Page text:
(c) fails to exercise reasonable care to protect them against the danger.
§ 343A(1). A possessor of land is not liable to his invitees for physical harm caused to them by any activity or condition on the land whose danger is known or obvious to them, unless the possessor should anticipate the harm despite such knowledge or obviousness.
RESTATEMENT (SECOND) OF TORTS §§ 343, 343A(1) (AM. LAW INST. 2016).
The magistrate judge held that no reasonable jury could find that Speedway had breached its duty of care under §§ 343 and 343A. My colleagues affirm that decision, but they give short shrift to a key part of the liability analysis summarized in §§ 343 and 343A.
When a known or obvious premises condition causes injury, the landowner is subject to liability if a reasonable landowner would anticipate that (1) invitees will fail to protect themselves against the condition, or (2) harm may occur despite the obviousness of the condition or an invitee's actual awareness of it. The commentary to § 343A elaborates on these liability principles:
f. There are, however, cases in which the possessor of land can and should anticipate that the dangerous condition will cause physical harm to the invitee notwithstanding its known or obvious danger. In such cases the possessor is not relieved of the duty of reasonable care which he owes to the invitee for his protection. This duty may require him to warn the invitee, or to take other reasonable steps to protect him, against the known or obvious condition or activity, if the possessor has reason to expect that the invitee will nevertheless suffer physical harm.
Such reason to expect harm to the visitor from known or obvious dangers may arise, for example, where the possessor has reason to expect that the invitee's attention may be distracted, so that he will not discover what is obvious, or will forget what he has discovered, or fail to protect himself against it.
Id. § 343A(1) cmt. f (emphases added).
Accordingly, Indiana courts have recognized that “in the proper case, a landowner may anticipate that a known or obvious danger will cause harm to the invitee when, for example, there is reason to expect that the invitee's attention may be distracted.” Merrill v. Knauf Fiber Glass GmbH, 771 N.E.2d 1258, 1267 (Ind. Ct. App. 2002).
Applying these standards here, a reasonable jury could find that Speedway should have anticipated that customers using ordinary care for their own safety would nonetheless misapprehend the risk presented by the pallets or fail to protect themselves against it. Speedway positioned the pallets on either side of the air pump, blocking access to the pump from the sides. To access the air hose, a customer had to park directly in front of the pump, at an angle between the pallets, leaving little room to navigate on foot to reach the vehicle's tires while using the pump. Speedway's placement of the pallets thus created both a tripping hazard and an obstacle for the air hose to catch on. A reasonable jury could conclude that even though the presence of the pallets was obvious (and Couvillion was in fact aware of them), Speedway should have anticipated that its customers could become distracted while filling their tires or otherwise would fail to adequately protect themselves against the danger presented by the two pallets placed so near to the air pump.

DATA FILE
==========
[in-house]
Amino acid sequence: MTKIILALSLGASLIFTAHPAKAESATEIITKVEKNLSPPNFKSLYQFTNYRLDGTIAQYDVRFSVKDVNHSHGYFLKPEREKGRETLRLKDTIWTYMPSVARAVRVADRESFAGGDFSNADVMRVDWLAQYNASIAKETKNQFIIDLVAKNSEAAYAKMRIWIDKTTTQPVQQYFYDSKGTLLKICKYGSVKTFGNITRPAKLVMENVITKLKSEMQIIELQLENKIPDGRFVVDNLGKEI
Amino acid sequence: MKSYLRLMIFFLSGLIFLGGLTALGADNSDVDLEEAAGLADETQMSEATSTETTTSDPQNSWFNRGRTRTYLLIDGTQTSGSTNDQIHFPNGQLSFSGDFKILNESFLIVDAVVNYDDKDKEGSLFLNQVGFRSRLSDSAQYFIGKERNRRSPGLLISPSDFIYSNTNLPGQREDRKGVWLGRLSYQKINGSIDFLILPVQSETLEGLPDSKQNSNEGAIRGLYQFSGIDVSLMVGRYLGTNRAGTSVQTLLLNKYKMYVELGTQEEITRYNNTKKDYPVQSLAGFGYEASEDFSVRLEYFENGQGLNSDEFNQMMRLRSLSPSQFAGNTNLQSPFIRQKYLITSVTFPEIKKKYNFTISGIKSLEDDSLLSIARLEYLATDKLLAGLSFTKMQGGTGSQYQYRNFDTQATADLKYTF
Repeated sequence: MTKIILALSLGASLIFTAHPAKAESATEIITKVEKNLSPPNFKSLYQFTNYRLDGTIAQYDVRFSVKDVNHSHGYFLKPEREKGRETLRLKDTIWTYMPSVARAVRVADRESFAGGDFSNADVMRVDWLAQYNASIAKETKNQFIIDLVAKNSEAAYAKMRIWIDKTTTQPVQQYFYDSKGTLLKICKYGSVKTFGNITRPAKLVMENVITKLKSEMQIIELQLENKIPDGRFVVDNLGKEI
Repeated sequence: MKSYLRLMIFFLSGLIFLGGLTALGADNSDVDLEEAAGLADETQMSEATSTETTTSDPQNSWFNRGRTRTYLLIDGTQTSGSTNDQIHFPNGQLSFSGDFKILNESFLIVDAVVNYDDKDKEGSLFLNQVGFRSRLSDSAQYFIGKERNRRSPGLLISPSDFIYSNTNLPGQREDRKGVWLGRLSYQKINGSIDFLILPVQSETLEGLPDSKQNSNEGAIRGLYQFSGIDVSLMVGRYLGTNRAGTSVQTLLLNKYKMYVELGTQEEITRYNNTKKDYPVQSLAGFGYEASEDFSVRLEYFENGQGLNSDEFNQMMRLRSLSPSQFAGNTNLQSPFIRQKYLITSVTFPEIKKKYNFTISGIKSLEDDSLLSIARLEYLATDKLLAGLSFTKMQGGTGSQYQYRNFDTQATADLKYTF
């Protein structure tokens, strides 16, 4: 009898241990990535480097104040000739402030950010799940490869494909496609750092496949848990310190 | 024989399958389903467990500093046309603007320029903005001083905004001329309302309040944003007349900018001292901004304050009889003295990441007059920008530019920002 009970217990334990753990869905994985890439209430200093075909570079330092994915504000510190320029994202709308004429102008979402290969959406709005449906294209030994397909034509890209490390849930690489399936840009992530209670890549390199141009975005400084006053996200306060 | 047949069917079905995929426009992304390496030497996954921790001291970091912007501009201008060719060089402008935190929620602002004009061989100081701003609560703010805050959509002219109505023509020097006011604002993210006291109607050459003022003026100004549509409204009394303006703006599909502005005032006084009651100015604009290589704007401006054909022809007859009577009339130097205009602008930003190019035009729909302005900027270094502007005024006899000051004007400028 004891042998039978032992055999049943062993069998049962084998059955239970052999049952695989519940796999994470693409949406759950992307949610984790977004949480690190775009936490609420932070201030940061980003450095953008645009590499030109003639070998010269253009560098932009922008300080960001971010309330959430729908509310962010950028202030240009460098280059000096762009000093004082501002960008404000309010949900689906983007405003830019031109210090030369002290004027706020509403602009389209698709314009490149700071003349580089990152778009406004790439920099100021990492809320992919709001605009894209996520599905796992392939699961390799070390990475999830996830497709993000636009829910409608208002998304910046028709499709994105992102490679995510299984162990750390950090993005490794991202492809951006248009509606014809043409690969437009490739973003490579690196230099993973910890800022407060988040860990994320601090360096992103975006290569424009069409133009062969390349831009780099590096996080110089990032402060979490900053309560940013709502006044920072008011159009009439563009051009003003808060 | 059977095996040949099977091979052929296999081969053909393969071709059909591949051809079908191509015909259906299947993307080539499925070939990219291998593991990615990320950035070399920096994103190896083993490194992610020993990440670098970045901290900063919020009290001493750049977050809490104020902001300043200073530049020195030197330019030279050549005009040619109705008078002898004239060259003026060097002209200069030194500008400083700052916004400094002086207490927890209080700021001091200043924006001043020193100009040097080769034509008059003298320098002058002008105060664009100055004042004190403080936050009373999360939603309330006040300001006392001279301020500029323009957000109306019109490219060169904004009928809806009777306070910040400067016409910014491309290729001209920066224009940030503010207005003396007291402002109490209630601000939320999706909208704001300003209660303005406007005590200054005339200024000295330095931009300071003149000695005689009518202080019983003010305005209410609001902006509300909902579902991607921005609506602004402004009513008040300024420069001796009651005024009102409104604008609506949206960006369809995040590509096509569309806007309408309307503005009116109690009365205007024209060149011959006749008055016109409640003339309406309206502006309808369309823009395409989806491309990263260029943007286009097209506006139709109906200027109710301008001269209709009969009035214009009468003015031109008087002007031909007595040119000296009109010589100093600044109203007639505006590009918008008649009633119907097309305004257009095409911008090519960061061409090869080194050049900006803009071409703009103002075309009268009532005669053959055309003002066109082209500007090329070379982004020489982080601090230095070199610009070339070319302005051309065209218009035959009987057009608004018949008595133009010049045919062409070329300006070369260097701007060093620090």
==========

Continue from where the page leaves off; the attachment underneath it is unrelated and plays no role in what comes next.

Finally, I have a brief comment about the summary judgment standard. My colleagues write that “[i]n federal practice, reflected in Fed. R. Civ. P. 56, the absence of a material factual dispute means that a judge will resolve the case by summary judgment.” Order at 2. Not so. Under Rule 56 (and in state practice), a judge may resolve the case by summary judgment only if there is no material factual dispute “and the movant is entitled to judgment as a matter of law.” FED. R. CIV. P. 56(a) (emphasis added); see also IND. R. TRIAL P. 56(C). The historical facts are undisputed here, but it doesn't follow that a judge decides liability. Couvillion is entitled to have a jury determine Speedway's liability unless on this record no reasonable jury could find a breach of duty under §§ 343 and 343A. I've already explained why a reasonable jury could find that Speedway breached its duty to invitees.
I would reverse the judgment of the district court and remand the case for a jury trial.